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Rugby | SA Rugby

Hungry Lions draw first blood



The MTN Lions played out of their skins to take a massive first step towards regaining their Vodacom Super Rugby status as they scored a deserved 26-19 win over the Southern Kings in the first match of the promotion-relegation series at Nelson Mandela Bay Stadium in Port Elizabeth on Friday night.

However, the Lions may kick themselves for conceding a try with 11 minutes to go that saw the Kings claw their way back to within seven points, thus netting them a crucial bonus point.

With the team that stays in Super Rugby next year to be decided on log points garnered across the two matches, that means the Kings can still retain their status if they go to Johannesburg next Saturday and win by more than seven.

Such a result is highly unlikely though unless the Kings find a miracle cure to the indiscipline and lack of composure at crucial moments that cost them so dearly in a game that they could easily have won otherwise.

Although the Lions were clearly hungry and played well, the Kings did to some extent conspire against themselves with the way they conceded penalties that when they didn’t cost them points, cost them momentum.

While the Lions looked the better team across the 80 minutes, the Kings were also unlucky as the game-changing score was an intercept try just before halftime and it also looked as though refereeing mistakes contributed to the Lions’ second try that effectively wrapped up the match in the second half.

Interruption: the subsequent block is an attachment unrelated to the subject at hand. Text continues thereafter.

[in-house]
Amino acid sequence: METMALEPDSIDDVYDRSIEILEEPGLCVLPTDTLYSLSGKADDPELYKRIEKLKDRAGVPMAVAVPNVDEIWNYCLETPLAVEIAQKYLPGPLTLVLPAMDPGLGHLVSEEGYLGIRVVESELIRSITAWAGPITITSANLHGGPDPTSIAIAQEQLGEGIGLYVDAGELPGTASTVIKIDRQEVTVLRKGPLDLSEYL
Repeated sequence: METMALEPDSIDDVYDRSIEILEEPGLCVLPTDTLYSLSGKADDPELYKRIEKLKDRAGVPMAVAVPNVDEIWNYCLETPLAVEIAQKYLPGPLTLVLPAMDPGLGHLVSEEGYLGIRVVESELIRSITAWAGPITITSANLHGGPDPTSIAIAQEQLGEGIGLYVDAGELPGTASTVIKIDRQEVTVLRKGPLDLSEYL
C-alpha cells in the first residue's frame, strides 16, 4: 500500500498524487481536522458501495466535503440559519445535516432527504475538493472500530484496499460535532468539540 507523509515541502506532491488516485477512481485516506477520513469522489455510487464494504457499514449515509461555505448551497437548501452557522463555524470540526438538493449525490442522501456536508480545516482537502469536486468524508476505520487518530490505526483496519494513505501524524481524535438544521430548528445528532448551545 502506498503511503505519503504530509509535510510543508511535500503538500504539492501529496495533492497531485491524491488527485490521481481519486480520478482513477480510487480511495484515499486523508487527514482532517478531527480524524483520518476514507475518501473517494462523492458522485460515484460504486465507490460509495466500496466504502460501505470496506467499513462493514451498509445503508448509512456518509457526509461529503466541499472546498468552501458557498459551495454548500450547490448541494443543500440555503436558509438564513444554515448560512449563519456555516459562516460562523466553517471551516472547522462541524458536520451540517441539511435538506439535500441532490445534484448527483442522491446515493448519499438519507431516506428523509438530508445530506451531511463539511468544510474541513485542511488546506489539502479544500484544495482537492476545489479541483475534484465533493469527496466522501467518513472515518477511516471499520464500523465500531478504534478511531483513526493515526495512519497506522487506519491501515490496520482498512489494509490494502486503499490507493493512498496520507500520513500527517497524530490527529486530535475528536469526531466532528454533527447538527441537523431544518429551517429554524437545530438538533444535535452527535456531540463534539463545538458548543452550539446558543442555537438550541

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Let’s talk about the second try first. Two minutes before the Lions scored through Stokkies Hanekom to take a telling 12-point lead with less than a quarter of the match left, the Kings had been on the attack, about three metres from the Lions’ tryline, when the ball was shoveled back from a loose scrum and dotted down by the Lions.

However, referee Jaco Peyper ruled that it had been kicked forward by the Kings, which the television replay showed quite clearly that it hadn’t been.

Unfortunately Peyper didn’t see the replay, so instead of awarding the Kings the five-metre scrum, as he should have done, he allowed the Lions to escape from their defensive position with a 22 metre drop-out. We have technology, so why not use it?

And from that drop-out the Lions played their way into the Kings territory, where they did well to poach the ball from the Kings lineout throw.

A pass from flyhalf Elton Jantjies through the tackle put Hanekom away for what was his second try, but on the television evidence that pass looked palpably forward. The technology that was available was again not used.

The Kings fought back with the Sykes try off a driving maul when the Lions had been reduced to 14 men after the yellow carding of Dylan des Fountain to make it a close game in the last 11 minutes, but the Lions always looked like holding on for the win.

Overall the Kings only had themselves to blame for lacking composure and conceding way too many penalties through indiscipline, but it was still an injustice that they should lose out to refereeing mistakes in a game that could cost them their place in Super Rugby next season.